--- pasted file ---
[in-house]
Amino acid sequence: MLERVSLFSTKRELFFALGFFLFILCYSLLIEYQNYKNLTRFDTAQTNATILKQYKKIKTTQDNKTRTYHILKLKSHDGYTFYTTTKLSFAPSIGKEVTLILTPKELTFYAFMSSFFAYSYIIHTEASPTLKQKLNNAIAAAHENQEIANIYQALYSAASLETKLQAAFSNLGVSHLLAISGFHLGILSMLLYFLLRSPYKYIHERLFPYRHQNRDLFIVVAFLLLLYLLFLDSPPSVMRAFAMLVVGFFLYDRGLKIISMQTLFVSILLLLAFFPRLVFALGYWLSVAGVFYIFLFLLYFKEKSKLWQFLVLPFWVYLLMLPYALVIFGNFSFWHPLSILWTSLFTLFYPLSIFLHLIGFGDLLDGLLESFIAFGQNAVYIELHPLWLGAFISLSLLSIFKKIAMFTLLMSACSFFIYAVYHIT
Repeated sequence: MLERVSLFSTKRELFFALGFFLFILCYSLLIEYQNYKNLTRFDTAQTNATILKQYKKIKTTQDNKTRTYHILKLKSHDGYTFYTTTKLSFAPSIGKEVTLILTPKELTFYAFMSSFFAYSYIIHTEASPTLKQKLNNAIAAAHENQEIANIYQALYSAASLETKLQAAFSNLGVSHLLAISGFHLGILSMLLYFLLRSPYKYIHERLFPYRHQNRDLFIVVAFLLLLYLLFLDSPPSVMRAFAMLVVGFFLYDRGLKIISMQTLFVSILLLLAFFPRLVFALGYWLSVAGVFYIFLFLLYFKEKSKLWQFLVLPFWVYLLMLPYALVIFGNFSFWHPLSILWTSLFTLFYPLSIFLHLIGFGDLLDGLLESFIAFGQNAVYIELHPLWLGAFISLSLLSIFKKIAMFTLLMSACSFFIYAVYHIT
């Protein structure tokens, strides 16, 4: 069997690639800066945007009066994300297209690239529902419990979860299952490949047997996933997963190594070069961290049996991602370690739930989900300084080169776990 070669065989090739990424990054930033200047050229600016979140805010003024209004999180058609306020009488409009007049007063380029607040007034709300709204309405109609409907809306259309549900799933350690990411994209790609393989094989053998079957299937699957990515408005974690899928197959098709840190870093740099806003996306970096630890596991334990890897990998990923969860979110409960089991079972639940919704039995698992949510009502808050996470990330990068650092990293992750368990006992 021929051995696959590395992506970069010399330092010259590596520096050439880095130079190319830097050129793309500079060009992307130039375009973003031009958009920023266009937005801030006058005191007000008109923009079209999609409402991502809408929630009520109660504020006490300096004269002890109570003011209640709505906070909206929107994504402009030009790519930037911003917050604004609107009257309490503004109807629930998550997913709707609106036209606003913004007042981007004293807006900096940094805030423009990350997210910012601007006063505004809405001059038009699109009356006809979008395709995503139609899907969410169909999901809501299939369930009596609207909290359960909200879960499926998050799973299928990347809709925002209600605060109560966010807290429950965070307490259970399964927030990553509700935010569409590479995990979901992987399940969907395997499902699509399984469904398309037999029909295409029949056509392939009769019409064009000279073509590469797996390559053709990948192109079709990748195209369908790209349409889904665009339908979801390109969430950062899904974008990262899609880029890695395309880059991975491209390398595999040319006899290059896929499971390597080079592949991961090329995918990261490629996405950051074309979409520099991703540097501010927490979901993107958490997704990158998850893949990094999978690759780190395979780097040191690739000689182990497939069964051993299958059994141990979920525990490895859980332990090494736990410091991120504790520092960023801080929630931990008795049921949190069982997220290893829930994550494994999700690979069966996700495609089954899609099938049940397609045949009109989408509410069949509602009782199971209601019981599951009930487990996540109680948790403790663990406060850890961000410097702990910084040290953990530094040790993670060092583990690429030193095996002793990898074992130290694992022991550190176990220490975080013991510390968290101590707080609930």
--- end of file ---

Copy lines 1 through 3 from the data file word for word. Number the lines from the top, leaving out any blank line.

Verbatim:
[in-house]
Amino acid sequence: MLERVSLFSTKRELFFALGFFLFILCYSLLIEYQNYKNLTRFDTAQTNATILKQYKKIKTTQDNKTRTYHILKLKSHDGYTFYTTTKLSFAPSIGKEVTLILTPKELTFYAFMSSFFAYSYIIHTEASPTLKQKLNNAIAAAHENQEIANIYQALYSAASLETKLQAAFSNLGVSHLLAISGFHLGILSMLLYFLLRSPYKYIHERLFPYRHQNRDLFIVVAFLLLLYLLFLDSPPSVMRAFAMLVVGFFLYDRGLKIISMQTLFVSILLLLAFFPRLVFALGYWLSVAGVFYIFLFLLYFKEKSKLWQFLVLPFWVYLLMLPYALVIFGNFSFWHPLSILWTSLFTLFYPLSIFLHLIGFGDLLDGLLESFIAFGQNAVYIELHPLWLGAFISLSLLSIFKKIAMFTLLMSACSFFIYAVYHIT
Repeated sequence: MLERVSLFSTKRELFFALGFFLFILCYSLLIEYQNYKNLTRFDTAQTNATILKQYKKIKTTQDNKTRTYHILKLKSHDGYTFYTTTKLSFAPSIGKEVTLILTPKELTFYAFMSSFFAYSYIIHTEASPTLKQKLNNAIAAAHENQEIANIYQALYSAASLETKLQAAFSNLGVSHLLAISGFHLGILSMLLYFLLRSPYKYIHERLFPYRHQNRDLFIVVAFLLLLYLLFLDSPPSVMRAFAMLVVGFFLYDRGLKIISMQTLFVSILLLLAFFPRLVFALGYWLSVAGVFYIFLFLLYFKEKSKLWQFLVLPFWVYLLMLPYALVIFGNFSFWHPLSILWTSLFTLFYPLSIFLHLIGFGDLLDGLLESFIAFGQNAVYIELHPLWLGAFISLSLLSIFKKIAMFTLLMSACSFFIYAVYHIT